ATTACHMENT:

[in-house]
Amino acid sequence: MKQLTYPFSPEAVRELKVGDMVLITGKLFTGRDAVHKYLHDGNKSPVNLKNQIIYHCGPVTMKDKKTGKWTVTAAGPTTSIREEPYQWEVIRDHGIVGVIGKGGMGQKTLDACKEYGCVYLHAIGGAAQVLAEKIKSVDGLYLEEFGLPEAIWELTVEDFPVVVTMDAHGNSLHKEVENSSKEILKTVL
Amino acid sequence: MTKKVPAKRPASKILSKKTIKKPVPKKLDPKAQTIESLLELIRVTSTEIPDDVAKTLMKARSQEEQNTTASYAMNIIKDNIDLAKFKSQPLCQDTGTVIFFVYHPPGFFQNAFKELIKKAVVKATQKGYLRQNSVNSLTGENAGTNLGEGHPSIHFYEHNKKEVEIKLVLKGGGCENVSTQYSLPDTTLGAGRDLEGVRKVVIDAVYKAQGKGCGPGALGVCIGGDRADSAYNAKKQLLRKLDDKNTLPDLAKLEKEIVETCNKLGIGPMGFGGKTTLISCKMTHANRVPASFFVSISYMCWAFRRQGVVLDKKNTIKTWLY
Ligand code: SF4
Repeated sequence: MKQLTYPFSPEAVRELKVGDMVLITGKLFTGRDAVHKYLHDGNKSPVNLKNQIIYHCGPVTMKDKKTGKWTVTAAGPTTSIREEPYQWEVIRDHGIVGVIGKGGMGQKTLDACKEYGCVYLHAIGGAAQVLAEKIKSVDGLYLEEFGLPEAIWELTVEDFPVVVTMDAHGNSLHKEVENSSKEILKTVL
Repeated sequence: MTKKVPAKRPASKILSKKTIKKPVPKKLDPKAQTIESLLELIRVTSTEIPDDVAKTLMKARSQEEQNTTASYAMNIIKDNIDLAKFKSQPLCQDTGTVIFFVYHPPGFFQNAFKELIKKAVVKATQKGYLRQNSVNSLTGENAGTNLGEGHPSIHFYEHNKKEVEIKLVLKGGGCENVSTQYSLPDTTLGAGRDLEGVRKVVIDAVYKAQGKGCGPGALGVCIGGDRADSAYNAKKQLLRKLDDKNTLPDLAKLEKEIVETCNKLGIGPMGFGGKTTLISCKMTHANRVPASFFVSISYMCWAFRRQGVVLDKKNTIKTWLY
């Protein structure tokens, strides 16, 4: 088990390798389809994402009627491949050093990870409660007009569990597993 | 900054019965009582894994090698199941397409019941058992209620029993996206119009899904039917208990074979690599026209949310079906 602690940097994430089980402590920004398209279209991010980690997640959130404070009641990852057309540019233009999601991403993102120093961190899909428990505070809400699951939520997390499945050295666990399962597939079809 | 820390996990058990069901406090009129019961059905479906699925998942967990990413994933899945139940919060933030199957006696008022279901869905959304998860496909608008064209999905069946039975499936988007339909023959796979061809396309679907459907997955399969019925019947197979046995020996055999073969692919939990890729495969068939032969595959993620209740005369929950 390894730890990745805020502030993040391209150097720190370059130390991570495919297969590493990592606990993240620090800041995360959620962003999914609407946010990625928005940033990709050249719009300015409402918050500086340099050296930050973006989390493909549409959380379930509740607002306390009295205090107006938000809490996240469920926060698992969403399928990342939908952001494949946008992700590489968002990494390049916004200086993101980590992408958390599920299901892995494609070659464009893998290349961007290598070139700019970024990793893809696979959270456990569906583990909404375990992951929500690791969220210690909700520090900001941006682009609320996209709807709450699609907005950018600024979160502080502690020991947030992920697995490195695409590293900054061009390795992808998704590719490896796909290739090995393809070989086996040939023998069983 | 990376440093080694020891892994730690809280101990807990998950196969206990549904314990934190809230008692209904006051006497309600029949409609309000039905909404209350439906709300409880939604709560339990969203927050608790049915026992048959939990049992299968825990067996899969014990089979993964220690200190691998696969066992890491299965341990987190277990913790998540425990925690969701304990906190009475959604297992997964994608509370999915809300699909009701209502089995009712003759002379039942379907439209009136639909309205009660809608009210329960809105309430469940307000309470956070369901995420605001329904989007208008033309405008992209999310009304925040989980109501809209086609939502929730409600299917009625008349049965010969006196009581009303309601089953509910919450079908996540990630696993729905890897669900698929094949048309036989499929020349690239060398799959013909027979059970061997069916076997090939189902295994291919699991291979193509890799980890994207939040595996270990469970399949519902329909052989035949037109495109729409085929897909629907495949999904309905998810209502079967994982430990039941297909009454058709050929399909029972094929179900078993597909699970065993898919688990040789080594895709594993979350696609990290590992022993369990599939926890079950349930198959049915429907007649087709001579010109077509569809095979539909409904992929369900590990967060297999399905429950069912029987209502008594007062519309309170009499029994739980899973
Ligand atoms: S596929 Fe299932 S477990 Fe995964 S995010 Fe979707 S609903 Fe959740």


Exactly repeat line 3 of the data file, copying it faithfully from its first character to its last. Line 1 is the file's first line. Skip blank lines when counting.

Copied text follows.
Amino acid sequence: MTKKVPAKRPASKILSKKTIKKPVPKKLDPKAQTIESLLELIRVTSTEIPDDVAKTLMKARSQEEQNTTASYAMNIIKDNIDLAKFKSQPLCQDTGTVIFFVYHPPGFFQNAFKELIKKAVVKATQKGYLRQNSVNSLTGENAGTNLGEGHPSIHFYEHNKKEVEIKLVLKGGGCENVSTQYSLPDTTLGAGRDLEGVRKVVIDAVYKAQGKGCGPGALGVCIGGDRADSAYNAKKQLLRKLDDKNTLPDLAKLEKEIVETCNKLGIGPMGFGGKTTLISCKMTHANRVPASFFVSISYMCWAFRRQGVVLDKKNTIKTWLY